The private sector is not paying up: While the issue of biodiversity loss has risen up the agenda of government and business, and new mechanisms such as biodiversity credits are evolving rapidly, private sector investment to protect nature at scale, increase resilience and adapt to climate change remains woefully small.

Climate is now a ‘wedge’ issue: Climate, environment, decarbonisation, and just transition policies are no longer mere fringe issues in the domestic politics of many countries – instead they are moving into the mainstream. With mainstream attention comes increasing scrutiny, push-back, and contestation; and we now see environmental issues being used as “wedge issues” designed to drive partisan outrage and divide electorates.

Green and just structural reform within our financial systems remains missing at scale: While there have been some positive trends including carbon pricing, financial disclosure and coal divestment, fossil fuel subsidies have increased dramatically, and deeper structural economic transformation has yet to take hold.

Trust in institutions and green market mechanisms is low: Recent scandals in the carbon credit markets and increased scepticism that national governments will live up to climate pledges is generating a significant trust deficit between citizens and their political leaders.

Koshu Kunii 1211096 Unsplash

To catalyse the much needed structural green transition, we must overcome these challenges and push for ambitious action on multiple fronts. We have identified the following priority areas for maximum impact:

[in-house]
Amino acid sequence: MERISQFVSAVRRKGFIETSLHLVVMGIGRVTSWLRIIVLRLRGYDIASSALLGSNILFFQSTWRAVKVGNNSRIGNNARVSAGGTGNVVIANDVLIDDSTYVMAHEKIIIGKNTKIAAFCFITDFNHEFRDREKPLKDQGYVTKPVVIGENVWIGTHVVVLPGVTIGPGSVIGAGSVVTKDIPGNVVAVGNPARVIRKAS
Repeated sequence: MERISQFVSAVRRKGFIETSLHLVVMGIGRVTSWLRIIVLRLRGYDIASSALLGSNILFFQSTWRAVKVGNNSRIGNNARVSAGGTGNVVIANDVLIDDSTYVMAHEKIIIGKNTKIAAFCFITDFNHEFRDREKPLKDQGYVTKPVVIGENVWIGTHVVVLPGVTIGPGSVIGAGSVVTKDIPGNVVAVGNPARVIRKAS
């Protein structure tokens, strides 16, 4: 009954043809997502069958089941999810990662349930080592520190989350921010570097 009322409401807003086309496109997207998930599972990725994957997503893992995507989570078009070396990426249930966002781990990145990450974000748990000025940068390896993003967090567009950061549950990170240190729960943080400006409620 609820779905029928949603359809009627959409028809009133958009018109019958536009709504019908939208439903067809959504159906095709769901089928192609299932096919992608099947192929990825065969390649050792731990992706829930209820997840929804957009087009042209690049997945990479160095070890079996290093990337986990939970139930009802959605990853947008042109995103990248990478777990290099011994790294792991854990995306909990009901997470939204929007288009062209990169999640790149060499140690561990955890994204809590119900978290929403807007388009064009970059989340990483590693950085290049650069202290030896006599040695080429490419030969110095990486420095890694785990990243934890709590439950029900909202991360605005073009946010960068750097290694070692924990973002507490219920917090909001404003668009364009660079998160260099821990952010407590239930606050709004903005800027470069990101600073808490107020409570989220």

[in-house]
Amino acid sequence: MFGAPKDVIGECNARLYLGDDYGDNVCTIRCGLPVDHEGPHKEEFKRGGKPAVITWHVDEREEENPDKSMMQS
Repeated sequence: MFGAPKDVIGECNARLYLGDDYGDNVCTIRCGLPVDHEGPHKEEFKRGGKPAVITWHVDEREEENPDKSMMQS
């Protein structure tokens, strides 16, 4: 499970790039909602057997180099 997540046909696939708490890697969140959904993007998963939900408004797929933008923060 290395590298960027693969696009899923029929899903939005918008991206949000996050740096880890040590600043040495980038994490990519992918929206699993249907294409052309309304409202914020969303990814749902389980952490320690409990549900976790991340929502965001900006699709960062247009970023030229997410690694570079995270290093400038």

1. Rebuild trust: Public faith in institutions, markets and decision makers is foundational for accelerating the transition to green and fair economies. Governments and businesses should prioritise citizen and multi-stakeholder dialogue, participatory governance and more novel forms of participatory decision making to generate a new eco-social contracts fit for the future.
  2. Move from “what” to “how”: Rational policymakers now understand that an inclusive green economy offers compelling answers - jobs, livelihoods, energy security, health, industrial development - to many of the interrelated challenges that nations are facing. The issue therefore is not what to aim for, but instead how to achieve it. Stakeholders therefore need to prioritise process, financing, and delivery.

  3. Unlock finance: International financial institutions, MDBs, national development banks and governments need urgently to mobilise private sector investment in nature and resilience/adaptation by providing seed capital to funds and other financial instruments that aggregate projects. They should also support the integration of biodiversity criteria into the financial sector decision making by adopting natural capital accounting practices.
  4. Frame a new agenda: Funders and decision-makers need to prioritise enshrining principles of planetary limits, justice and inclusion into potential flashpoints in the coming green transition, especially critical mineral governance, sustainable global value chains, and fossil-fuel phasedown.

  5. Empower citizen oversight: Communities, citizens and civil society organisations must play a critical role in holding decision-makers to account for their claims, promises and pledges. As civic space is diminishing in many parts of the world, it is imperative that global networks provide solidarity and voice to marginalised communities and sectors, through new deliberative and democratic tools and a renewal of the eco-social contract.

- Emily Benson